However, I discovered a funny thing. If a piece of your talk was well written, logical, and had a good flow, you would be able to remember it almost immediately – only after a couple of read throughs. It basically remembered itself. If, however, a section was poorly written, you would have to go over it again and again and again in order to try and make it stick.
The lesson then? If something’s hard to memorise, don’t even try; just rewrite it. This is a sign that its a weak section of the talk, or doesn’t add anything substantial to the narrative.
5 – Participate
All TEDx events are different. TEDx Folkestone, as I understand it, is unusually participative, and really seeks to create a sense of community amongst the speakers and the team in the run up to the event. On the other hand apparently some events pretty much just select their speakers, leave them to their own devices, and expect them to turn up on the day.
Clearly the Folkestone model would be preferable for most people, as it leads to better talks and also provides a more meaningful experience to those involved. Assuming you join a process like this one, then naturally I would suggest getting as stuck in as you can. It will give you the opportunity to polish your script and performance, as well as – let’s face it – providing some competitive pressure to up your game when you see how everyone else is getting on.
You never acknowledge it out loud, but nobody wants to be the one with the crap talk right?
6 – Clickbait the hell out of it
Finally – and prematurely because my talk hasn’t been published yet – you need to think about the life the talk will have online. No matter the size of the crowd on the day, it will be almost meaningless in comparison to the crowd you can gather later on.
There are various strategies one can employ to give your talk the best chance of success in this arena, but one I’d highlight is thinking about the title of your talk. Chances are the “real” title (the one you use at the event) should be different from the one you employ online.
This is because of the sad effectiveness of clickbait, and YouTube’s fondness for keywords. For instance, consider that one of the most successful TEDx talks ever is Simon Sinek’s piece that is now commonly known as “Start with why”. That title accurately represents the content, and may well have been the true title on the day of delivery.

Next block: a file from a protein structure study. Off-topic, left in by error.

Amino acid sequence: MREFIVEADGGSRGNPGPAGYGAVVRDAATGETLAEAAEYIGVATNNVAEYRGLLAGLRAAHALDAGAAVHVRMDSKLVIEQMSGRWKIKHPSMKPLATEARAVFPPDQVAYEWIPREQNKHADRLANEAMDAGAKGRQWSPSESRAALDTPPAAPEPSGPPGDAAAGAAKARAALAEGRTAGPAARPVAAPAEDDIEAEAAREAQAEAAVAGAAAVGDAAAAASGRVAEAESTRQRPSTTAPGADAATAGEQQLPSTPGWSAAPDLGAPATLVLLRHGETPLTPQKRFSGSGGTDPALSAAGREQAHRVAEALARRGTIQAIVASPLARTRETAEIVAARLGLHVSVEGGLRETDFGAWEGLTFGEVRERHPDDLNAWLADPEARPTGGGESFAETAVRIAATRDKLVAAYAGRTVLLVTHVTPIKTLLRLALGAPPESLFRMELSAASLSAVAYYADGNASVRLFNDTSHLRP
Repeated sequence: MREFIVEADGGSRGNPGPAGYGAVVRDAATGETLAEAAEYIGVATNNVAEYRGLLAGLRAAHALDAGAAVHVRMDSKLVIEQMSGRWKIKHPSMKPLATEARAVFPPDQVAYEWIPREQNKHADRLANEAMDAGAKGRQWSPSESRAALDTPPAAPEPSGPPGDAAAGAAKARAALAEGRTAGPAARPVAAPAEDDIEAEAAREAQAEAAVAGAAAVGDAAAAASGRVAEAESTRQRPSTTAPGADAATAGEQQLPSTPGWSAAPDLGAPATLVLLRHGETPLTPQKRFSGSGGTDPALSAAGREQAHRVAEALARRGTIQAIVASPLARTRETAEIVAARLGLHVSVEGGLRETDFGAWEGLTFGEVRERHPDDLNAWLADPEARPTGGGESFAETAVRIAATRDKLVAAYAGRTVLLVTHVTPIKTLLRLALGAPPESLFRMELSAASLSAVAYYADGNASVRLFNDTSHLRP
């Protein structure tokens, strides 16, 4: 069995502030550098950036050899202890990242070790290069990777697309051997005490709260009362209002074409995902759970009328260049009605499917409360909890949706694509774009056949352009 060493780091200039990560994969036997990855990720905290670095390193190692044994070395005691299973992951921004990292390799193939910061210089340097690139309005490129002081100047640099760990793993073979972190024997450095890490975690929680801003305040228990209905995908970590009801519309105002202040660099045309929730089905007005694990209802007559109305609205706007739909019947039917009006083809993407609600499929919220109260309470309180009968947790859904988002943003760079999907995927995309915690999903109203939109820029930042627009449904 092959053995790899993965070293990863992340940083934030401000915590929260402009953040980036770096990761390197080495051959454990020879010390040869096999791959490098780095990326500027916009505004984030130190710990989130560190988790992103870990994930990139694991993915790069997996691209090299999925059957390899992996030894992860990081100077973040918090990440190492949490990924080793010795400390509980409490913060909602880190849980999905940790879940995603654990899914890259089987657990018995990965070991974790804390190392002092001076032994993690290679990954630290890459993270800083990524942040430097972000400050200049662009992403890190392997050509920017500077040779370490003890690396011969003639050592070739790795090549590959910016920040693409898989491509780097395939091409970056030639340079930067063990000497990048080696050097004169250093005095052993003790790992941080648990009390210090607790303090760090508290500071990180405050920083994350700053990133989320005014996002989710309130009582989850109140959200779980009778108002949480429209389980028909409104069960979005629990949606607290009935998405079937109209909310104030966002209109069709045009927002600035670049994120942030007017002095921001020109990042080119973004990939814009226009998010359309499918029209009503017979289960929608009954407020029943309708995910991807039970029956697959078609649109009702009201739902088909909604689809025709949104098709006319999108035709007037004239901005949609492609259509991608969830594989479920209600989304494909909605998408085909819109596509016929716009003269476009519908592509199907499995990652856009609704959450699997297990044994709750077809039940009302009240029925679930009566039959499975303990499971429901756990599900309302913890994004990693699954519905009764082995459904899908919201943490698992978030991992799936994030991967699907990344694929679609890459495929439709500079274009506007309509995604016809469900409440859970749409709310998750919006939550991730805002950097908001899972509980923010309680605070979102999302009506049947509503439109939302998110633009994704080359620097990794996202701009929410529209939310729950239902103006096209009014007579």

However, it isn’t the title that made the talk go viral. It’s far too ambiguous and subtle for that.
The title he used for the talk online was the far blunter, but more clickable “How great leaders inspire action”. Please note the SEO-friendly use of “how”, “leaders”, and “inspire”.
Is it as good a title as “Start with why” – I’d say not. But is it more more effective at putting bums in seats? Millions of views seem to say so.
So, the talk is now published, check it out:
What have I learned since it’s gone up online?
- The main thing has been realising that each day TED chooses one TEDx video to feature, and push to its subscribers. An obvious point, but not one I realised before — and happily my video was that selected video on the day it was released. These videos tend to get 30k+ views, whilst most others only get a fraction of that, so I’m very happy to have been picked. Unfortunately in terms of tips there’s not much I can offer here as this is based on the quality of the talk — however I did put a lot of effort into making sure my talk was very polished in terms of presentation (check out the illustrations I use). I think this was probably a big help, and something I’d recommend.
- As for promotion, I have supported the launch with the normal outreach to people I know, plus link building, Facebook ads, and Twitter ads. I haven’t done the full wrap up on these yet, so am not sure of the impact, but they were there primarily to make sure my “worst case” scenario wasn’t too bad (i.e. to ensure I didn’t end up with 250 views or something). As it is, my primary traffic driver has certainly been TED itself.
- Next up comes the question of how I’m going to leverage this. That will be the next update, so watch this space…